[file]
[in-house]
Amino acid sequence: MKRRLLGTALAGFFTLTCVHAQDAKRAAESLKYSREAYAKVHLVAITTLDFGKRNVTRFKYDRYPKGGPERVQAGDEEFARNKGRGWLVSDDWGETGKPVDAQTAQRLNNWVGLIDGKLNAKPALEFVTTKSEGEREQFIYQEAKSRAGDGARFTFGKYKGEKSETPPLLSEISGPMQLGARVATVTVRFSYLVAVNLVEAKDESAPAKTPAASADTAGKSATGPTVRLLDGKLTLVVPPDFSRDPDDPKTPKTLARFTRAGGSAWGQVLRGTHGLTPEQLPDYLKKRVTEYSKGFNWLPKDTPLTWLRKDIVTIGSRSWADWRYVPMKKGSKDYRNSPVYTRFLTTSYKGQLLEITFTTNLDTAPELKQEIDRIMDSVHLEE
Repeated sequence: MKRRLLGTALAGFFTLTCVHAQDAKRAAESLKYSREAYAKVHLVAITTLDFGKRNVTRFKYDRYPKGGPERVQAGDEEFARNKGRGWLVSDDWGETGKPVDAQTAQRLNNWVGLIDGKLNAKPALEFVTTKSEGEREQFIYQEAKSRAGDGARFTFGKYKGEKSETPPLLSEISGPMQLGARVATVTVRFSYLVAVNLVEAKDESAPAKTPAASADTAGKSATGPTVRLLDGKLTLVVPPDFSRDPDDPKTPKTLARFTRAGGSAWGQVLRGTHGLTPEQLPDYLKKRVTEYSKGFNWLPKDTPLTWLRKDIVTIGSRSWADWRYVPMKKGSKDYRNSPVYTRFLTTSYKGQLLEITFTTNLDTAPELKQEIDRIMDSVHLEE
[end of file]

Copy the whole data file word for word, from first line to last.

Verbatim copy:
[in-house]
Amino acid sequence: MKRRLLGTALAGFFTLTCVHAQDAKRAAESLKYSREAYAKVHLVAITTLDFGKRNVTRFKYDRYPKGGPERVQAGDEEFARNKGRGWLVSDDWGETGKPVDAQTAQRLNNWVGLIDGKLNAKPALEFVTTKSEGEREQFIYQEAKSRAGDGARFTFGKYKGEKSETPPLLSEISGPMQLGARVATVTVRFSYLVAVNLVEAKDESAPAKTPAASADTAGKSATGPTVRLLDGKLTLVVPPDFSRDPDDPKTPKTLARFTRAGGSAWGQVLRGTHGLTPEQLPDYLKKRVTEYSKGFNWLPKDTPLTWLRKDIVTIGSRSWADWRYVPMKKGSKDYRNSPVYTRFLTTSYKGQLLEITFTTNLDTAPELKQEIDRIMDSVHLEE
Repeated sequence: MKRRLLGTALAGFFTLTCVHAQDAKRAAESLKYSREAYAKVHLVAITTLDFGKRNVTRFKYDRYPKGGPERVQAGDEEFARNKGRGWLVSDDWGETGKPVDAQTAQRLNNWVGLIDGKLNAKPALEFVTTKSEGEREQFIYQEAKSRAGDGARFTFGKYKGEKSETPPLLSEISGPMQLGARVATVTVRFSYLVAVNLVEAKDESAPAKTPAASADTAGKSATGPTVRLLDGKLTLVVPPDFSRDPDDPKTPKTLARFTRAGGSAWGQVLRGTHGLTPEQLPDYLKKRVTEYSKGFNWLPKDTPLTWLRKDIVTIGSRSWADWRYVPMKKGSKDYRNSPVYTRFLTTSYKGQLLEITFTTNLDTAPELKQEIDRIMDSVHLEE